US hospitals that care for vulnerable populations
, “safety-net hospitals
” (SNHs), are more likely to incur penalties under the Hospital Readmissions
Reduction Program, which penalizes hospitals with higher-than-expected readmissions
. Understanding whether SNHs face unique barriers to reducing readmissions
or whether they underuse readmission-prevention strategies is important.
We surveyed leadership at 1600 US acute care hospitals, of whom 980 participated, between June 2013 and January 2014. Responses on 28 questions on readmission-related barriers and strategies were compared between SNHs and non-SNHs, adjusting for nonresponse and sampling strategy. We further compared responses between high-performing SNHs and low-performing SNHs.
We achieved a 62% response rate. SNHs were more likely to report patient-related barriers, including lack of transportation, homelessness, and language barriers compared with non-SNHs (P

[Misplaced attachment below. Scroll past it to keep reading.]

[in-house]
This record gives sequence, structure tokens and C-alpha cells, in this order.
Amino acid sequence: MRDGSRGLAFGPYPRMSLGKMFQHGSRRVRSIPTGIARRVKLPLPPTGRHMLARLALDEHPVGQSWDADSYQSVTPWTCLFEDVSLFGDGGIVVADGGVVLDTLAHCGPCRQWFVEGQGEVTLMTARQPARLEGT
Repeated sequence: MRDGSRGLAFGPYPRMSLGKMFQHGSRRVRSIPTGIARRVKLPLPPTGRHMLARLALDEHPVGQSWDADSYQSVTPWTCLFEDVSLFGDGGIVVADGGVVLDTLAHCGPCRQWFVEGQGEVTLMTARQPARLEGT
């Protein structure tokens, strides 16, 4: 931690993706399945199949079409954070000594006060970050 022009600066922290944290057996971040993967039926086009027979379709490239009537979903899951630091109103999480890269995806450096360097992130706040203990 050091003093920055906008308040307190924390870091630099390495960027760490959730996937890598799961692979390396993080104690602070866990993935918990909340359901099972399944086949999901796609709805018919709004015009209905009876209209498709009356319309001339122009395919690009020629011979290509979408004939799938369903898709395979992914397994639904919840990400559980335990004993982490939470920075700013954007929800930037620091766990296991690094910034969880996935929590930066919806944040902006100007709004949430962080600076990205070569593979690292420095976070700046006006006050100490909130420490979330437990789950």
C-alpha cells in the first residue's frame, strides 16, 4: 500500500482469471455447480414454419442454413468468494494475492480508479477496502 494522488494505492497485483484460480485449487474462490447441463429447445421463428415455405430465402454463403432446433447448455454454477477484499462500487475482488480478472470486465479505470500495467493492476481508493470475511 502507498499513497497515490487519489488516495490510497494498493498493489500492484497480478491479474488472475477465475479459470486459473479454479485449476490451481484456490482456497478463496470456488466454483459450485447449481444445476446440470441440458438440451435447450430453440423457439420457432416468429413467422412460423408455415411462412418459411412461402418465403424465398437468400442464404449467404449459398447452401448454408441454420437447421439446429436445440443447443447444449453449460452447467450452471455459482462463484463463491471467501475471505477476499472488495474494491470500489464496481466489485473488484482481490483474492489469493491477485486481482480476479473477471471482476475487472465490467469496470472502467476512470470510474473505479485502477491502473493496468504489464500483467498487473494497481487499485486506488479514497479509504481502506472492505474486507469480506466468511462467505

-values<0.001). Despite reporting more barriers, SNHs were less likely to use e-tools to share discharge summaries (70.1% vs. 73.7%, P
<0.04) or verbally communicate (31.5% vs. 39.8%, P
<0.001) with outpatient providers, track readmissions
by race/ethnicity (23.9% vs. 28.6%, P
<0.001), or enroll patients in postdischarge programs (13.3% vs. 17.2%, P
<0.001). SNHs were also less likely to use discharge coordinators, pharmacists, and postdischarge programs. When we examined the use of strategies within SNHs, we found trends to suggest that high-performing SNHs were more likely to use several readmission strategies.
Despite reporting more barriers to reducing readmissions
, SNHs were less likely to use readmission-reduction strategies. This combination of higher barriers and lower use of strategies may explain why SNHs have higher rates of readmissions
and penalties under the Hospital Readmissions